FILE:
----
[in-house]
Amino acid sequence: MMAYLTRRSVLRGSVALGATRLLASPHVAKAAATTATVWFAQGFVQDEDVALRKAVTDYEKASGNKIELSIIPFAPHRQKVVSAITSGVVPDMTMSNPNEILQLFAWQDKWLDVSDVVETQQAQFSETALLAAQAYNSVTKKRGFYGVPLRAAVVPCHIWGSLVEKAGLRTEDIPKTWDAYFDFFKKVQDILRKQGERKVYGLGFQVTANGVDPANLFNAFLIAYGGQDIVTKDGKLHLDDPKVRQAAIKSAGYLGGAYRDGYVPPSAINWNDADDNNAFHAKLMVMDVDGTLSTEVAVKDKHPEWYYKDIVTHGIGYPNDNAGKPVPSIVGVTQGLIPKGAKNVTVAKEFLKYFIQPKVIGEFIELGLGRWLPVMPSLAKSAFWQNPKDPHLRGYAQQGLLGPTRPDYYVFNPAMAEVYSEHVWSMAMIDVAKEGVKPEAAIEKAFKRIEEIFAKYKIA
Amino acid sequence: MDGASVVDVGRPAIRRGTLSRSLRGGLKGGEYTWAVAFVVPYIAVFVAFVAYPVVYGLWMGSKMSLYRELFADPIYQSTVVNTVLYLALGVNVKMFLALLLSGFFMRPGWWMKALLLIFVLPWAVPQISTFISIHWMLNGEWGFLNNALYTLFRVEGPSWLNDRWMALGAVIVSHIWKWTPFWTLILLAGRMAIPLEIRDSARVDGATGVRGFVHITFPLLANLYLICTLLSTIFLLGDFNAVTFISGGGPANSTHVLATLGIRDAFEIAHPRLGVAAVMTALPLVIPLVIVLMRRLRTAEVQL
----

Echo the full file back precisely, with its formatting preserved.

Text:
[in-house]
Amino acid sequence: MMAYLTRRSVLRGSVALGATRLLASPHVAKAAATTATVWFAQGFVQDEDVALRKAVTDYEKASGNKIELSIIPFAPHRQKVVSAITSGVVPDMTMSNPNEILQLFAWQDKWLDVSDVVETQQAQFSETALLAAQAYNSVTKKRGFYGVPLRAAVVPCHIWGSLVEKAGLRTEDIPKTWDAYFDFFKKVQDILRKQGERKVYGLGFQVTANGVDPANLFNAFLIAYGGQDIVTKDGKLHLDDPKVRQAAIKSAGYLGGAYRDGYVPPSAINWNDADDNNAFHAKLMVMDVDGTLSTEVAVKDKHPEWYYKDIVTHGIGYPNDNAGKPVPSIVGVTQGLIPKGAKNVTVAKEFLKYFIQPKVIGEFIELGLGRWLPVMPSLAKSAFWQNPKDPHLRGYAQQGLLGPTRPDYYVFNPAMAEVYSEHVWSMAMIDVAKEGVKPEAAIEKAFKRIEEIFAKYKIA
Amino acid sequence: MDGASVVDVGRPAIRRGTLSRSLRGGLKGGEYTWAVAFVVPYIAVFVAFVAYPVVYGLWMGSKMSLYRELFADPIYQSTVVNTVLYLALGVNVKMFLALLLSGFFMRPGWWMKALLLIFVLPWAVPQISTFISIHWMLNGEWGFLNNALYTLFRVEGPSWLNDRWMALGAVIVSHIWKWTPFWTLILLAGRMAIPLEIRDSARVDGATGVRGFVHITFPLLANLYLICTLLSTIFLLGDFNAVTFISGGGPANSTHVLATLGIRDAFEIAHPRLGVAAVMTALPLVIPLVIVLMRRLRTAEVQL